Hansard has the full report of the Speaker’s statement on Shadow Immigration Minister Damian Green and subsequent contributions from MPs here. There will be a debate on the issue on Monday.
Some highlights from yesterday are reproduced below.
The Speaker is to be commended for one thing: offering no public comment before addressing Parliament:
"In the past few days there has been much pressure on me to make public comment about these matters, but I felt that it was right and fitting that I should make no comment until Parliament reconvenes, because it is this House and this House alone that I serve, as well as being accountable for the actions of its Officers. I should emphasise from the start that it is not for me to comment on the allegations that have been made against the hon. Member or on the disposal of those allegations in the judicial process."
After making the point that Parliament is not a "haven from the law", Speaker Martin gave an outline of events:
"On Wednesday last, the Metropolitan police informed the Serjeant at Arms that an arrest was contemplated, but did not disclose the identity of the Member. I was told in the strictest confidence by her that a Member might be arrested and charged, but no further details were given to me. I was told that they might be forthcoming the next morning.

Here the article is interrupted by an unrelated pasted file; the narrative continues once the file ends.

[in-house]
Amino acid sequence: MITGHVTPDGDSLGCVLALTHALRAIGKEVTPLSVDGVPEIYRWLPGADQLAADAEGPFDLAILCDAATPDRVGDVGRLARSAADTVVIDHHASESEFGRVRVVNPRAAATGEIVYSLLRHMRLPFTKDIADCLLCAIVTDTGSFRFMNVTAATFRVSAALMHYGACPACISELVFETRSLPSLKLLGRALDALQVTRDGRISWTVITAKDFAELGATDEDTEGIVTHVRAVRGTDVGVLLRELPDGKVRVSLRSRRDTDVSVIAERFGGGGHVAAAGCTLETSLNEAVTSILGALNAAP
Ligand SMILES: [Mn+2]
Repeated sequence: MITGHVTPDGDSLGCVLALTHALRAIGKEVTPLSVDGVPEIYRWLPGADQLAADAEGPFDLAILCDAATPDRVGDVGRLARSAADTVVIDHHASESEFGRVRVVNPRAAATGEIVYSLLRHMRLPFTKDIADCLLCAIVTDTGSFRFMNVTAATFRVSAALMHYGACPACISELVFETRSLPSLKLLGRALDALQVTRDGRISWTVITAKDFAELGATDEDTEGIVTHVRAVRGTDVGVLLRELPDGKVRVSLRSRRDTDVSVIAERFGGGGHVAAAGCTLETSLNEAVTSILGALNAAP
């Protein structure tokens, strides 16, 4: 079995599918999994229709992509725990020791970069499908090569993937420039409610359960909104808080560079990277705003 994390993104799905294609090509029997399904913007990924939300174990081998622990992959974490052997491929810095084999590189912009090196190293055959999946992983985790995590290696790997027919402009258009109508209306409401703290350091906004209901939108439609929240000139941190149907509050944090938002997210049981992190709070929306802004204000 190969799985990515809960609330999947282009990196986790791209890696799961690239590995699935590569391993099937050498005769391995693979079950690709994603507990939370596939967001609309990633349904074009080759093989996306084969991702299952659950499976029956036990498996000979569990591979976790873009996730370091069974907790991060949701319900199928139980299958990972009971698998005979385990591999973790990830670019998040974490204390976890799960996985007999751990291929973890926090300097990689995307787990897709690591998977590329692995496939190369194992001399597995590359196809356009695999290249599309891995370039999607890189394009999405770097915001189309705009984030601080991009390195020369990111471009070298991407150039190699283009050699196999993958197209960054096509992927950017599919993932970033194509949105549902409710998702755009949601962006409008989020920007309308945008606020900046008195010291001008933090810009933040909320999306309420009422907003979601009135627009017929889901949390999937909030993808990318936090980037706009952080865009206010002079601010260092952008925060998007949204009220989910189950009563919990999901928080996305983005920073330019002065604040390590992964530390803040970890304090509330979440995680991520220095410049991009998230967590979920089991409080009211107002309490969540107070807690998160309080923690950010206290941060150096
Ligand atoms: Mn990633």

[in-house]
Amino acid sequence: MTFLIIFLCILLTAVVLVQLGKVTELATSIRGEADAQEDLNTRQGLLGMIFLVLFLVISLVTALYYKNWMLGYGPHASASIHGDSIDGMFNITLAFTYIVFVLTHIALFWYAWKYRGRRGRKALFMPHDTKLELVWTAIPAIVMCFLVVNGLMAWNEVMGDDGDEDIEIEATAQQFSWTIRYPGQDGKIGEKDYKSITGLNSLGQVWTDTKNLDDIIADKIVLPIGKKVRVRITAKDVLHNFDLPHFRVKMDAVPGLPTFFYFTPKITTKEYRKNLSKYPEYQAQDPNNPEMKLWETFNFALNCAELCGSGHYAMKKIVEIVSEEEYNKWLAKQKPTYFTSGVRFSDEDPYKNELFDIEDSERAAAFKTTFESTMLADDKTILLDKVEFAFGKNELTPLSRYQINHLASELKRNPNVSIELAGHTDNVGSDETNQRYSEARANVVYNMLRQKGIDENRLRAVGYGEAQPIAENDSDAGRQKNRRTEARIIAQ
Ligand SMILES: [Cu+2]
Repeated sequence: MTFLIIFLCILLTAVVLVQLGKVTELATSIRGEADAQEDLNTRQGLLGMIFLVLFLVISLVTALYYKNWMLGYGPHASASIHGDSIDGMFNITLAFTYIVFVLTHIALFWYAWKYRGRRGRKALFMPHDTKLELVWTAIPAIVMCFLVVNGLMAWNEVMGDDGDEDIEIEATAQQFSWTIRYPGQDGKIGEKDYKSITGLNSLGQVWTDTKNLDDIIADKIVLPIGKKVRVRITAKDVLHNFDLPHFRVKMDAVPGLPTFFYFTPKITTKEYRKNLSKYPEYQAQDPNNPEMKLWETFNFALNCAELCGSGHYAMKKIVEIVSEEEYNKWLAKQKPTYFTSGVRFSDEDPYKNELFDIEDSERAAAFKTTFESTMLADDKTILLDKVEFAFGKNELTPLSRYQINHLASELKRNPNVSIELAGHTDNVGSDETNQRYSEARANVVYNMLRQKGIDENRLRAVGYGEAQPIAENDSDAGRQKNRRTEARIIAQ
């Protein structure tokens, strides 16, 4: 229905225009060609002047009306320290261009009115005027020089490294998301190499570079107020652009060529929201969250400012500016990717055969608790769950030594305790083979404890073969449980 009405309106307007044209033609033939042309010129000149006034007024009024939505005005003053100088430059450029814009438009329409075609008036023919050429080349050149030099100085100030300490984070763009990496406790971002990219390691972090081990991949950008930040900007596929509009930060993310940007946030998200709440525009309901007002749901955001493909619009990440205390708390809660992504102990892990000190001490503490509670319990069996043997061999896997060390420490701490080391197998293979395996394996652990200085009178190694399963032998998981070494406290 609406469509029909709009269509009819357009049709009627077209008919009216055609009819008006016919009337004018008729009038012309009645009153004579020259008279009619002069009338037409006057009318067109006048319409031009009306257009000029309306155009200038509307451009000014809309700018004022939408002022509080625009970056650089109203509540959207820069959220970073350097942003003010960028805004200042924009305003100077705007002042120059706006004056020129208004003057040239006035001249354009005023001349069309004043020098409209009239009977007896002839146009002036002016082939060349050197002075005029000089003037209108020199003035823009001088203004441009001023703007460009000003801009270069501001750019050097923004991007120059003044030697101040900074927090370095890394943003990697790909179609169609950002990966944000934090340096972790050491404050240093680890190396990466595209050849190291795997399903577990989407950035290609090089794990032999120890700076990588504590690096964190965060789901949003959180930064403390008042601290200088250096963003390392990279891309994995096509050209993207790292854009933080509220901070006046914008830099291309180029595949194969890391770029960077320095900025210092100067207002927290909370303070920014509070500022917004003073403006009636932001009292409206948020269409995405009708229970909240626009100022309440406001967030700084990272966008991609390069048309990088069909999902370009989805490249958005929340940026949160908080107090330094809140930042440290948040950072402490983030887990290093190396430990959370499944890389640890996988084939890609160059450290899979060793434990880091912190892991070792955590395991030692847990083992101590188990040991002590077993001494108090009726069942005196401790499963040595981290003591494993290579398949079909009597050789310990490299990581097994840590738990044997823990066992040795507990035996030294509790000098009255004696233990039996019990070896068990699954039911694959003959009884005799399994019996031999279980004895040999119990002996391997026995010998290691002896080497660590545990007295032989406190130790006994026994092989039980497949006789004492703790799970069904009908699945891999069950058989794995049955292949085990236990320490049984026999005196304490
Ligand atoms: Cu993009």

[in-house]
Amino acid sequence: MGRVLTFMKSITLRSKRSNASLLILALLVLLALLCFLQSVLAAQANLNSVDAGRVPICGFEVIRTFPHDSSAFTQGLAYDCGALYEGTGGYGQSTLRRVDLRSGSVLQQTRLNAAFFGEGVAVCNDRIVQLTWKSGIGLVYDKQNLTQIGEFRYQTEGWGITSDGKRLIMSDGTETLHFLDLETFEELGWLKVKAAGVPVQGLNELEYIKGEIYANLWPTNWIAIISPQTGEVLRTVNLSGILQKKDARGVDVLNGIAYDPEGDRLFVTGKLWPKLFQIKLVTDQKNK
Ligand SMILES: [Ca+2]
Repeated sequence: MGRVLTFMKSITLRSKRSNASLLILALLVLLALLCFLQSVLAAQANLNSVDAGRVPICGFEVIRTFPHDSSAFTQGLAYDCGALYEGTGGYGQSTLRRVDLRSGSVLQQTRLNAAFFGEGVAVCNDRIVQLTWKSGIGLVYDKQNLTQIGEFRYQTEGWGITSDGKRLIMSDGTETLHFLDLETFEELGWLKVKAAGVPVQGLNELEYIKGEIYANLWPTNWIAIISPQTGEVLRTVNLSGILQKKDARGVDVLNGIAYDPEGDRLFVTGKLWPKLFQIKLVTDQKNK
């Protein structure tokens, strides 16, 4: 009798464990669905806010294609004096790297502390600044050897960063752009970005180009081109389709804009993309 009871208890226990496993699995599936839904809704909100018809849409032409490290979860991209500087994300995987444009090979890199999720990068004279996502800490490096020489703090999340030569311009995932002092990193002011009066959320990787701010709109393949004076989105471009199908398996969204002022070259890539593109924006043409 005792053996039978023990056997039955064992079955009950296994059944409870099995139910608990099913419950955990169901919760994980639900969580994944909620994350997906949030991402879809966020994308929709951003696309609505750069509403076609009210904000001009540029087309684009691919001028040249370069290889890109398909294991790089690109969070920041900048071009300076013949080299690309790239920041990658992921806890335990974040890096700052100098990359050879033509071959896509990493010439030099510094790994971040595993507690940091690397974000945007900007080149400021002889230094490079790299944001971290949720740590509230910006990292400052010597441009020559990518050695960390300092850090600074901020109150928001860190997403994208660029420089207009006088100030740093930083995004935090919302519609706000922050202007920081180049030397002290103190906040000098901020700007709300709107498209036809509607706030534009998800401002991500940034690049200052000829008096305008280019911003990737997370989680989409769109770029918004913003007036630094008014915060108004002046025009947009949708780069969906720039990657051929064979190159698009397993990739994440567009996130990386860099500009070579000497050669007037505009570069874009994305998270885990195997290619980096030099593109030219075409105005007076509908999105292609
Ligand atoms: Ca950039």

At 7 am on Thursday, police called upon the Serjeant at Arms and explained the background to the case, and disclosed to the Serjeant the identity of the Member. The Serjeant at Arms called me, told me the Member’s name and said that a search might take place of his offices in the House. I was not told that the police did not have a warrant. [Hon. Members: “Ah!”] Order. I have been told that the police did not explain, as they are required to do, that the Serjeant was not obliged to consent, or that a warrant could have been insisted upon. [ Interruption. ] Order. Let me make the statement. I regret that a consent form was then signed by the Serjeant at Arms, without consulting the Clerk of the House.
I must make it clear to the House— [ Interruption. ] Order. I must make it clear to the House that I was not asked the question of whether consent should be given, or whether a warrant should have been insisted on. I did not personally authorise the search. It was later that evening that I was told that the search had gone ahead only on the basis of a consent form. I further regret that I was formally told by the police only yesterday, by letter from Assistant Commissioner Robert Quick, that the hon. Member was arrested on 27 November on suspicion of conspiring to commit misconduct in public office and on suspicion of aiding and abetting misconduct in public office."
The Speaker then indicated that in future a warrant will always be needed to search an MP’s office or rifle through their papers. He also said that he is setting up a committee of seven "senior and experienced" members to examine and report on the events of Greengate. (OK, he didn’t call it "Greengate".)
Might not there be some merit in having one comparatively inexperienced member on the committee? That’s how it’s done in the movies, and the young buck often uncovers the truth.
Former Home Secretary and Leader of the Opposition Michael Howard made a powerful intervention. One would not want to be caught in his crosshairs: